From the Garden this Week…
From the Garden this Week…
Summer Squash, Sweet Peppers, Cucumbers, Carrots, Tomatoes, Sweet Corn, Green Onions, Basil and Cantaloupe
Coming Soon…Butternut Squash, Spaghetti Squash
Using your Produce… by Julie Moreno
As much as I avoid a warm soup on a hot day, I found this recipe for a corn soup on the website of famed Chef, David Lebovitz, from Chez Panisse, and couldn’t resist sharing it to use our wonderful sweet corn. This recipe highlights the wonderful combination of corn and peppers. He explains the simple process of creating a corn “broth” from the corn cobs. You could skip this step, but it is so easy that I would do it. If you don’t want to bother, just use water or vegetable broth.
Corn Soup (from David Lebovitz)
3 ears fresh corn
1 sweet pepper
1 hot pepper (optional)
2 tablespoons olive oil
1 teaspoon salt
3 1/2 cups water
3 tablespoons butter
1 small red onion, peeled and diced
2 cloves garlic, peeled and minced
1/4 teaspoon chipotle powder or smoked paprika
1/2 cup whole milk or heavy cream
Chopped fresh basil
Preheat the oven to 375 degrees. Shuck the corn and holding each ear of corn vertically over a baking sheet, use a chef’s knife to slice of the kernels of corn. (Reserve the cobs.) Remove the stem of the peppers, slice them lengthwise, and remove the seeds. Dice the pepper into pieces the size of the corn kernels. Toss the corn kernels and pepper with the olive oil and salt, spread evenly on the baking sheet, and bake for 25 to 30 minutes, stirring a couple of times – roasting until the corn just starts to brown a bit. While the corn is cooking, cut the cobs into 4 pieces and put them in a saucepan with the water. Bring to a simmer, cover, and let cook for 30 minutes over low heat, to extract the corn flavor. Melt the butter in a large saucepan. Add the onions and garlic, and cook over medium heat, stirring frequently, until translucent, 6 to 8 minutes. Add the roasted corn and peppers to the pot, then strain the corn cob liquid into the pot as well. Stir in the chipotle powder or paprika, and bring to a boil, turn off the heat and add the milk or cream. Taste for salt. Top each with chopped basil.
Chef Courtney is doing her magic with our produce again! Specifically speaking, she has pickled our sweet and hot peppers for a fabulous dish out at Churchkey in Modesto. Check out the new summer cuisine she has cooked up. She did an amazing burger with our peaches and has something very special in store for you using our sweet as cotton candy watermelon! Thank you Chef Courtney and Churchkey for all your amazing support of our Charitable Garden!!
Tzatziki is a Greek yogurt sauce that is a great topping for meat, but also makes a nice substitute for ranch dressing as well as a dip for pita chips and carrot sticks. Try it as a sandwich spread or in a wrap or on a hamburger instead or mayo. It also works as a salad dressing that would be great tossed with some sliced tomatoes. The traditional herbs used are parsley and mint, but our basil is a perfect substitute.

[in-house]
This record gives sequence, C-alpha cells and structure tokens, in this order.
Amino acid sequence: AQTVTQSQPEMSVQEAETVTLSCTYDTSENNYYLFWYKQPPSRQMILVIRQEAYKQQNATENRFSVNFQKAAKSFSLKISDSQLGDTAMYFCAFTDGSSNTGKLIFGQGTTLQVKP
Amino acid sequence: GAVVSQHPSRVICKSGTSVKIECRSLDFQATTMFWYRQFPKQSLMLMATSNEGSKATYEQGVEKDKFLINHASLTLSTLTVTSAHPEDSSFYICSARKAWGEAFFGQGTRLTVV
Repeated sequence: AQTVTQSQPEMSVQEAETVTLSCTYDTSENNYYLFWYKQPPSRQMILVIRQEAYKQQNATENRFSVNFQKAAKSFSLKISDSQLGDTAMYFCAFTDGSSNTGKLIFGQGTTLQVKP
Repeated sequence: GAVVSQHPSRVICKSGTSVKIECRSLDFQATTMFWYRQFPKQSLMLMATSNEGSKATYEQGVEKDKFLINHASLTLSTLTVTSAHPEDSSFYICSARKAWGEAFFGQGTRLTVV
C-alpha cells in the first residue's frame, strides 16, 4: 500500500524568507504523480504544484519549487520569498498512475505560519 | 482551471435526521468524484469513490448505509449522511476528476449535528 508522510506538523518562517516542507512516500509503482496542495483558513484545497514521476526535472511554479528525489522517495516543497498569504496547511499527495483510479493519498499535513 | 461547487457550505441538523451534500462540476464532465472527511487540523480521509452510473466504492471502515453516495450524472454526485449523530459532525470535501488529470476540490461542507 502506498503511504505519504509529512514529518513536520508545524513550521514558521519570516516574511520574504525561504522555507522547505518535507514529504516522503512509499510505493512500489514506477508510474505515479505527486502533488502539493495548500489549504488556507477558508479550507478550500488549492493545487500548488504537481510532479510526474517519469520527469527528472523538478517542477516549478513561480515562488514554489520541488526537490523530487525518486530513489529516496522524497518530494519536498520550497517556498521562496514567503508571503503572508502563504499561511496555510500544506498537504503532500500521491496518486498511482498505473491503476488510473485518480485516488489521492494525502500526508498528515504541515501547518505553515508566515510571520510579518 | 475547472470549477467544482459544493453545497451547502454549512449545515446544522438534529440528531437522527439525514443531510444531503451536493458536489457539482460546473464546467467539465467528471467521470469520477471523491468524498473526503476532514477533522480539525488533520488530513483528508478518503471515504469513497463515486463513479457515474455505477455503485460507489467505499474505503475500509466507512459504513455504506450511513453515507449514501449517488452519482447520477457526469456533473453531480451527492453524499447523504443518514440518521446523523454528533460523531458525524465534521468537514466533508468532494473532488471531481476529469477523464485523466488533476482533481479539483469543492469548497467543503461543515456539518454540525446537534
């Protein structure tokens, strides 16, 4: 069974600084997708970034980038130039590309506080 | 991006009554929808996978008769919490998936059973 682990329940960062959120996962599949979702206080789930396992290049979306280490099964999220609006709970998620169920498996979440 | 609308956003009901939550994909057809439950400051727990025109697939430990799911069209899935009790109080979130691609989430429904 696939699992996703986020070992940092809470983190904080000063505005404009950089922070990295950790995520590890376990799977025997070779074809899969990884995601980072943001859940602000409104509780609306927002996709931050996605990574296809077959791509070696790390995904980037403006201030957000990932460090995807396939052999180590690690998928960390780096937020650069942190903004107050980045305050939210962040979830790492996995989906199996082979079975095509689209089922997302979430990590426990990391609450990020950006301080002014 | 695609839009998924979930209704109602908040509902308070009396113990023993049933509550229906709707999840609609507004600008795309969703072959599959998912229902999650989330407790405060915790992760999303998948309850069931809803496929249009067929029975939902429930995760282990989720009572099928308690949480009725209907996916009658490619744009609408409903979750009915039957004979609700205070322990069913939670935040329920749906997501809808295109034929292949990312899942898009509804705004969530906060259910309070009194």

1 ½ cups plain Greek yogurt
2 tablespoons extra-virgin olive oil
2 tablespoons chopped fresh herbs
1 tablespoon lemon juice
1 garlic clove, pressed or minced
½ teaspoon salt
Grate the whole cucumber on a box grater. Place the grated cucumber in a strainer and let the moisture start to drip out. Squeeze the cucumber vigorously to remove more and more water. Squeeze a handful at a time and remove it to a large mixing bowl. Add the yogurt, olive oil, herbs, lemon juice, garlic, and salt to the bowl, and stir to blend. Let the mixture rest for 5 minutes to allow the flavors to meld. Taste and add lemon juice, and/or salt, if necessary. Serve tzatziki immediately or chill for later. Leftover tzatziki keeps well, chilled, for about 4 days.
Metaphors of Soil and Soul….by Anna Hazen
Here in the Central Valley we are right in the middle of sweet, juicy peach season. And humans aren’t the only ones enjoying the peaches! Many critters recognize the value of a nice ripe peach - beetles, ants, birds, even a spider now and then nestled in a hollow carved out by an earlier visitor.
As a human who plants and tends the trees in my backyard, it is easy for me to wish these various creatures away, calling them pests and seeing them as valueless nuisance. But is it presumptuous of me and us as humans to claim the whole harvest for us? How much of the earth’s bounty is “enough” for us? How much are we willing to share?
The earth is in the midst of a mass extinction of pretty much every category of living things - from insects up to mammals. While the idea of not having pests that feed on “our” peaches might seem like a good thing, it is all too easy to forget who and what actually makes the peaches grow. It is not us as humans but the very Spirit of God who works through billions of bacteria, fungi in the soil, pollinating and decomposing insects, rays of the sun and the composition of air—all these things make the peaches grow! I think of sharing part of the harvest with the rest of the ecosystem (yes even the bugs) as an act of gratitude for all the earth has given me, and all that God has given all of us. So the next time you see a bug in your bag, whisper a word of gratitude for its part in the growth process!